Andrew Langtree’s Menelaus would not be out of place in an Asterix book, while Sheila Reid’s grubby Thersites is like a dystopian Wee Jimmy Krankie (if that’s not a tautology).  Theo Ogundipe is a delight as thick-headed Ajax.

Original music by virtuoso percussionist Evelyn Glennie evokes the clatter and clang of battles we don’t get to see.  There are many things to admire and enjoy but as a whole, these things don’t amount to a hill of beans.  Shakespeare’s genre-defying play is notoriously difficult to pin down.  Doran’s funny, orotund and noisy production lacks depth.  It’s Troy without weight.  By the end of this loud but empty spectacle, I yearn for Tina Turner to come on and belt out We Don’t Need Another Hero.  It would be apt at least.

Troilus and Cressida production photographs_ 2018_2018_Photo by Helen Maybanks _c_ RSC _265416

Brought to heel: Andy Apollo as Achilles (Photo: Helen Maybanks)


Tribute Band of Brothers

BLACKADDER GOES FORTH

The Bear Pit, Stratford upon Avon, Friday 2nd November, 2018

 

I don’t enjoy tribute bands.  I don’t see the point of them – especially when the original act is still alive and kicking.  Similarly, I am puzzled when episodes from situation comedies are brought to the stage; they never work as well on the boards as they do in the medium for which they were intended.  And when you haven’t got the original cast for whom the roles were tailored, I question the whole enterprise.  You can’t hope to match the brilliance of the original so why try to emulate it?  Why not just bung the DVD on?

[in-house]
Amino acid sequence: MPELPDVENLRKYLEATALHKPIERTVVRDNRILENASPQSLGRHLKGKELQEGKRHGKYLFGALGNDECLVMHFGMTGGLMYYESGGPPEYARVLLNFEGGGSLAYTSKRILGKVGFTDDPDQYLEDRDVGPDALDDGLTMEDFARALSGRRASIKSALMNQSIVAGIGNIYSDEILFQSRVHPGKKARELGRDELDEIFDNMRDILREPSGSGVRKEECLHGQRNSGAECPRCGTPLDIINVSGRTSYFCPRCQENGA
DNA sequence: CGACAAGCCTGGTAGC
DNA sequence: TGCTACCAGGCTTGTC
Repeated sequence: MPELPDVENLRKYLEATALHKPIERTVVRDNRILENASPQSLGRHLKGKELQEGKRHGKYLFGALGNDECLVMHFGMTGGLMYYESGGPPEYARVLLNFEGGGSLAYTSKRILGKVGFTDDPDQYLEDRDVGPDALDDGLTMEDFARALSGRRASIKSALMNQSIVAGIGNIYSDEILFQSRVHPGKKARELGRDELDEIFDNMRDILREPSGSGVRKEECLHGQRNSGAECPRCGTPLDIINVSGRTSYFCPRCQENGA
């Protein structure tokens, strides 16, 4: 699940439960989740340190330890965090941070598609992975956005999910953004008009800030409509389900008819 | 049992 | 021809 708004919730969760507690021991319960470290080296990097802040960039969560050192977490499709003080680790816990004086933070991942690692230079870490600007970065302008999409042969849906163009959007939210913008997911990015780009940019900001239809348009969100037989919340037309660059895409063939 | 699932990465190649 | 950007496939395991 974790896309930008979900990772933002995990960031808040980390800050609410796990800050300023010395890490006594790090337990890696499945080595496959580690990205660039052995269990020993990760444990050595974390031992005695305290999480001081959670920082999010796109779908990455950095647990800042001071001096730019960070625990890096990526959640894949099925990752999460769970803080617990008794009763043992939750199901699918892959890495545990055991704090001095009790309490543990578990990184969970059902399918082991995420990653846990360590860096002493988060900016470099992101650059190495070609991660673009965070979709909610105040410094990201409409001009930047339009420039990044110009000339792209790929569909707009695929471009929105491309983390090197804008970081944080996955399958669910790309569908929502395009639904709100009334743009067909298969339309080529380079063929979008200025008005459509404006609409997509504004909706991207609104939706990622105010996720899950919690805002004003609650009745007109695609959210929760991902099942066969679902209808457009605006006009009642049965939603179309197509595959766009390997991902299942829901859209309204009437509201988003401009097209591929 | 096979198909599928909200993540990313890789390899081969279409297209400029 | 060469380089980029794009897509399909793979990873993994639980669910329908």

But here we are: three episodes of the fourth and final Blackadder series by Ben Elton and Richard Curtis.  Half a box set.  The characters are fully formed – there is no scope for development in a sit-com – so with each half-hour piece, we hit the ground running with little in the way of exposition.  The sit of the com is self-contained and self-perpetuating.

Paul Tomlinson’s Captain Blackadder has the sneering, sardonic tones down pat as he dishes out sarcasm, hyperbole and absurdist similes, but he is disadvantaged by not having a funny face.  Rowan Atkinson’s facial expressions go a long way in selling the often-verbose lines; Tomlinson, sorry to say, is too good-looking!

Nathan Brown’s youthful Baldrick channels Tony Robinson rather well and his comic timing is excellent.  Roger Ganner’s bleating General Melchett is perfectly monstrous in his pigheadedness (bringing to mind the stubbornness of a Brexiteer, wilfully disregarding disaster), he’s an excellent foil for Richard Ball’s nervous wet lettuce Darling.  There are amusing turns from Justin Osborne, enjoying himself as the dastardly Baron von Richtofen, and from director David Mears who goes ‘over the top’ as the bombastic, bullying braggart Lord Flasheart.  How much are they imitating the original cast?  How much is advisable?  Audiences expect the familiar intonations and appearances, I suppose – which is why tribute acts have little to do with creativity and originality.  Tonight, the cast member who seems to make the part his own is Thomas Hodge as posh thicko Lieutenant George.